By Mike Soraghan - The Hil - June 6, 2008
Sen. Barack Obama's (D-Ill.) conciliatory tone turned sharp on Thursday when Rep. Diane Watson (D-Calif.) pressed him on how there needs to be healing in the Democratic Party.
"Look, Diane," Obama said, according to a participant who attended the Congressional Black Caucus (CBC) meeting. "John McCain, if he's elected, is going to pick a Supreme Court that will roll back every gain women have made in the last 50 years."
Seeming frustrated, Obama started talking more bluntly about why women should be supporting him over Sen. McCain (R-Ariz.), whatever their feelings about the divisive Democratic primary campaign.
"He can be pretty direct," said the CBC source. "It was a pretty lively meeting."
The direct approach has its risks. As a woman and a former supporter of Sen. Hillary Rodham Clinton (D-N.Y.), Watson is one of the CBC members whom Obama needs to win over.
And her protests that the party still needs healing are a reminder of the lingering bitterness left over from a campaign that some say had sexist and racial overtones.
During the primary, Watson said she had received political threats for her support of the former first lady. And Watson had publicly criticized Obama for opposing the CBC's effort to cut off federal funds to the Cherokee Nation. The CBC is upset with the Cherokee for excluding Freedmen — descendants of slaves once owned by tribal members — from tribal membership.
Obama's meeting with the CBC represented an early test of his leadership as the Democratic nominee, especially because some in the Black Caucus were ardent backers of Clinton and want her to be Obama's running mate.
Obama started the meeting on an inclusive note, telling members who had supported Clinton "that was then, and this is now," according to House Ways and Means Committee Chairman Charles Rangel (D-N.Y.).
"He said he understands how those of us in politics get involved in supporting people, through friendships or geography or relationships," said Rep. G.K. Butterfield (D-N.C.), a former John Edwards supporter who campaigned for Obama in the North Carolina primary. "He said he'd been involved in that himself."
Rep. Emanuel Cleaver (D-Mo.), a Clinton supporter who predicted Obama's victory long before he claimed it, said he felt the olive branch was appreciated.
"Several members expressed appreciation to him for saying that," Cleaver said. "There's still emotions connected to that campaign. He took a major step in being a magnet to these people."
What impressed Rep. Elijah Cummings (D-Md.) was when Obama told them, "If Hillary had won, the first thing he would have told his supporters is that [they] should support her."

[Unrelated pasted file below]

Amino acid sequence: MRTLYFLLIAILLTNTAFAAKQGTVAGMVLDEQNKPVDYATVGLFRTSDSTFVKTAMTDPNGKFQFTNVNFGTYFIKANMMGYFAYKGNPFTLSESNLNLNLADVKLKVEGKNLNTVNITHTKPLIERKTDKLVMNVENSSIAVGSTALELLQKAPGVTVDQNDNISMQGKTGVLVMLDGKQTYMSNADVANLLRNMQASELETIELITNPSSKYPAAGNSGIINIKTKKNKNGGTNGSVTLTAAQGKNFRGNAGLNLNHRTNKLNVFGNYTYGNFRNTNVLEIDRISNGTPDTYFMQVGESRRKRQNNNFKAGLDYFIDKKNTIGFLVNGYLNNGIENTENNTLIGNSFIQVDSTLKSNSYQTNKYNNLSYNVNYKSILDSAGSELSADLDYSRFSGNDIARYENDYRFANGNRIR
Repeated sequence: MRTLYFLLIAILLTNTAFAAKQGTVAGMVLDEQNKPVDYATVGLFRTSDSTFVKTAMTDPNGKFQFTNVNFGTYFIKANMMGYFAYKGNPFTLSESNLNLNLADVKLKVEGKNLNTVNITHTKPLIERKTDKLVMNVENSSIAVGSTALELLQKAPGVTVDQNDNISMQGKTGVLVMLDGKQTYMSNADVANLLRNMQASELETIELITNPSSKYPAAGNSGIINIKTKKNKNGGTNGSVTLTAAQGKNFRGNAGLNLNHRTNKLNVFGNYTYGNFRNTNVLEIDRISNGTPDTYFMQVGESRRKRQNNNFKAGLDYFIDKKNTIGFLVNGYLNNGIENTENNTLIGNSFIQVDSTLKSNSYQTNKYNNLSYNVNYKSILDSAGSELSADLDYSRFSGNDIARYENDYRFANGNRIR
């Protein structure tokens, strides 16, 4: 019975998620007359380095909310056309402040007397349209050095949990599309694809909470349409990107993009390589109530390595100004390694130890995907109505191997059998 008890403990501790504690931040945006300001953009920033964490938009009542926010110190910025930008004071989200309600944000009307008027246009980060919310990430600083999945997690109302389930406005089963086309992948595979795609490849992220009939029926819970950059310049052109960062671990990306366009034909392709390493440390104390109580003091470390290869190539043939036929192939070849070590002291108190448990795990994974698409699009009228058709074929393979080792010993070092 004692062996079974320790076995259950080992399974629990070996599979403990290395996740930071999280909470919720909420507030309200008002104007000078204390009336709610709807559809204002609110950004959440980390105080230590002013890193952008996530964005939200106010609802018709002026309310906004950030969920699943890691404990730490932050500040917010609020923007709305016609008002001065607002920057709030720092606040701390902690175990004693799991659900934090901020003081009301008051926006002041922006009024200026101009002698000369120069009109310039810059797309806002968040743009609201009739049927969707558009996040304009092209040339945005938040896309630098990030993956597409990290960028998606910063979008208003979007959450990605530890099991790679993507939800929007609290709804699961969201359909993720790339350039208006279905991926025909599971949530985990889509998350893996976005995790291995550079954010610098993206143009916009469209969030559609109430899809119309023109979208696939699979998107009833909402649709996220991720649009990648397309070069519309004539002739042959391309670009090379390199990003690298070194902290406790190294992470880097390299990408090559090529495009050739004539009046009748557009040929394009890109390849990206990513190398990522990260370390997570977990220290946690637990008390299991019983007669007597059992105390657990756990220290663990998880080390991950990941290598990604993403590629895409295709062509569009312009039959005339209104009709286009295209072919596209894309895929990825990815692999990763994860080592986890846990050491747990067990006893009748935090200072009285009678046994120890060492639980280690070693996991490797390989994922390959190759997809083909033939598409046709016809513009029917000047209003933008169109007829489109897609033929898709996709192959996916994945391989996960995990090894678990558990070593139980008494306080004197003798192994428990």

Some participants also reportedly pressed him on whether the campaign would provide "street money," or "walking-around money" — the campaign cash dispensed to people to drive voters to the polls on Election Day. Obama said the campaign wouldn't provide it, because he's relying on his large network of volunteers to handle Election Day turnout.
Fence-mending was the point of Obama's stops in and around Capitol Hill this week. His campaign scheduled meetings with members of the Hispanic, Black and women's caucuses. Each represents a community with longstanding ties to the Clintons. Hispanic members have pointedly said that Obama needs to reach out more to their community.
It didn't always work. Some female members of the Congressional Hispanic Caucus reportedly stayed away from the photo opportunity after the event.
The women's caucus meeting was canceled Thursday because it conflicted with House votes.
More than one-third of the 42 members of the CBC supported Clinton for president, even though black voters overwhelmingly supported Obama in the primaries. A few members, including Reps. John Lewis (D-Ga.) and Donald Payne (D-N.J.), initially backed Clinton and then switched to Obama.
Some members have reportedly feared that they might face primary challenges or other political retribution for not having supported their only Senate member.
The Illinois senator will need the CBC's full support as he faces McCain in the fall. Black voters are a key element of Obama's voter base, and he enjoys strong support among them. But he needs them to turn out at the polls, and that's where black elected officials, whether they were for Clinton or Obama, can help.
Republicans have cited getting 16 percent of the black vote in Ohio as a key factor in President Bush winning his second term.
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